12. The border property takes 3 values: border width (in pixels), border style (usually solid), and the border colour (named, hexadecimal, or RGB). It is applied to the top, right, bottom, and left of the padding surrounding the content.
  13. The border values can be in any order.
  14. There is a margin around the border.
  15. The margin is always transparent.
  16. The margin can be adjusted using the margin property.
  17. The margin property (for now) takes a single value: the number of pixels to be used for padding. It is applied to the top, right, bottom, and left of the border of the HTML element.

Playing Around

The best way to learn is to play around with what you have learned.

This tutorial showed you that HTML elements can be considered as boxes. It also introduced the CSS Box model.

Using the border and margin properties, create some simple HTML documents and see how the boxes stack and nest with each other.

You can use the following sample code (which is the same as the previous) as a starting point:

  • Style one element at a time and see what happens.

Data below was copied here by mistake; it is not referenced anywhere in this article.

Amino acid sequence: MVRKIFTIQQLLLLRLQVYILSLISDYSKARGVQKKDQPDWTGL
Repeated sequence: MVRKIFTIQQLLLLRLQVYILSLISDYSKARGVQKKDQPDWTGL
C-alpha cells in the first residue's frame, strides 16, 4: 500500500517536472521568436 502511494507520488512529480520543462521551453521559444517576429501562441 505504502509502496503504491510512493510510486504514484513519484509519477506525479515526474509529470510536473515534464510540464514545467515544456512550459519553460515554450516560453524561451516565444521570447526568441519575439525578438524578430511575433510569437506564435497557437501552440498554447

• I recommend using a border with a width of 5 pixels.
  • I recommend using a margin of 2 pixels.
<!DOCTYPE HTML>
<html>
  <head>
    <title>Hello World</title>
    <meta charset="utf-8"  />

    <style>

      body {

      }

      h1 {

      }

      h2 {

      }

      p {

      }

      li {

      }

      ol {

      }

      ul {

      }

      strong {

      }

      mark {

      }

      a {

      }

    </style>

  </head>
  <body>
    <h1>This is a heading (for testing purposes)</h1>

    <p>Paragraphs are the bread and butter of HTML.</p>

    <p>They can include <strong>strong</strong> tags.
    </p>

    <ol>
      <li>Lists are cool!</li>
      <li>The list things.</li>
      <li>This one has an <i>i</i> inside.</li>
      <li><p>This one contains a &lt;ul&gt;:</p>
        <ul>
          <li>Item 1</li>
          <li><mark>Marked item</mark></li>
          <li>Final item</li>
        </ul>
        <li><h2>What happens with an h2?</h2></li>
      <li>Final order</li>
    </ol>

    <p>A final paragraph with a dummy
      <a href="#">link</a> inside it.</p>

  </body>
</html>

References

  1. CSS Box Model
  2. Padding
  3. Border
  4. Margin